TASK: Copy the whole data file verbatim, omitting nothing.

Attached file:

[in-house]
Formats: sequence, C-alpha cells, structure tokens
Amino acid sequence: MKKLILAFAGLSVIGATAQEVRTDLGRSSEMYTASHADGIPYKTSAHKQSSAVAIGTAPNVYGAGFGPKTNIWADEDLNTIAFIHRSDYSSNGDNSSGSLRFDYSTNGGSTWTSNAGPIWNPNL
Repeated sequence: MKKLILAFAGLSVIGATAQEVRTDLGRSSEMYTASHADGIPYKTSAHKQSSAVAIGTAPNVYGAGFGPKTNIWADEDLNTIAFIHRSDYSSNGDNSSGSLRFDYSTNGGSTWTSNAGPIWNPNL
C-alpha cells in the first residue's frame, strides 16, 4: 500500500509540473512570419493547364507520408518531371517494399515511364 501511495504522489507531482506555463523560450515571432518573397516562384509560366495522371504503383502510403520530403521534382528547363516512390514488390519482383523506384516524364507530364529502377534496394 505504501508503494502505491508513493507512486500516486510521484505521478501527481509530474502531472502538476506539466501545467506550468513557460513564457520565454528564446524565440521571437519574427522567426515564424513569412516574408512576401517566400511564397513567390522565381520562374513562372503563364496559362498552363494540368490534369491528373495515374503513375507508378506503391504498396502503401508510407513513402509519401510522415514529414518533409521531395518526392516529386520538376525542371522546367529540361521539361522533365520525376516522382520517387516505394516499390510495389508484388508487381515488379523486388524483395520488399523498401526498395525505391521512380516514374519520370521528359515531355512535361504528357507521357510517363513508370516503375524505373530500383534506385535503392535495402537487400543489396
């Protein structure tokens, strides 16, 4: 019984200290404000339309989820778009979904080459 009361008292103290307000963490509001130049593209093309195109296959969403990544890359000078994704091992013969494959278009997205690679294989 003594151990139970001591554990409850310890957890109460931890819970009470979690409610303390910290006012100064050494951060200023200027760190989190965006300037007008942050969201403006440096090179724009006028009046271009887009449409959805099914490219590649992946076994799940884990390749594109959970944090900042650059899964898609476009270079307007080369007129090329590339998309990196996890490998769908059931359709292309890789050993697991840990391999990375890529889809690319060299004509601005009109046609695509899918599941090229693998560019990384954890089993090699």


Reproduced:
[in-house]
Formats: sequence, C-alpha cells, structure tokens
Amino acid sequence: MKKLILAFAGLSVIGATAQEVRTDLGRSSEMYTASHADGIPYKTSAHKQSSAVAIGTAPNVYGAGFGPKTNIWADEDLNTIAFIHRSDYSSNGDNSSGSLRFDYSTNGGSTWTSNAGPIWNPNL
Repeated sequence: MKKLILAFAGLSVIGATAQEVRTDLGRSSEMYTASHADGIPYKTSAHKQSSAVAIGTAPNVYGAGFGPKTNIWADEDLNTIAFIHRSDYSSNGDNSSGSLRFDYSTNGGSTWTSNAGPIWNPNL
C-alpha cells in the first residue's frame, strides 16, 4: 500500500509540473512570419493547364507520408518531371517494399515511364 501511495504522489507531482506555463523560450515571432518573397516562384509560366495522371504503383502510403520530403521534382528547363516512390514488390519482383523506384516524364507530364529502377534496394 505504501508503494502505491508513493507512486500516486510521484505521478501527481509530474502531472502538476506539466501545467506550468513557460513564457520565454528564446524565440521571437519574427522567426515564424513569412516574408512576401517566400511564397513567390522565381520562374513562372503563364496559362498552363494540368490534369491528373495515374503513375507508378506503391504498396502503401508510407513513402509519401510522415514529414518533409521531395518526392516529386520538376525542371522546367529540361521539361522533365520525376516522382520517387516505394516499390510495389508484388508487381515488379523486388524483395520488399523498401526498395525505391521512380516514374519520370521528359515531355512535361504528357507521357510517363513508370516503375524505373530500383534506385535503392535495402537487400543489396
């Protein structure tokens, strides 16, 4: 019984200290404000339309989820778009979904080459 009361008292103290307000963490509001130049593209093309195109296959969403990544890359000078994704091992013969494959278009997205690679294989 003594151990139970001591554990409850310890957890109460931890819970009470979690409610303390910290006012100064050494951060200023200027760190989190965006300037007008942050969201403006440096090179724009006028009046271009887009449409959805099914490219590649992946076994799940884990390749594109959970944090900042650059899964898609476009270079307007080369007129090329590339998309990196996890490998769908059931359709292309890789050993697991840990391999990375890529889809690319060299004509601005009109046609695509899918599941090229693998560019990384954890089993090699």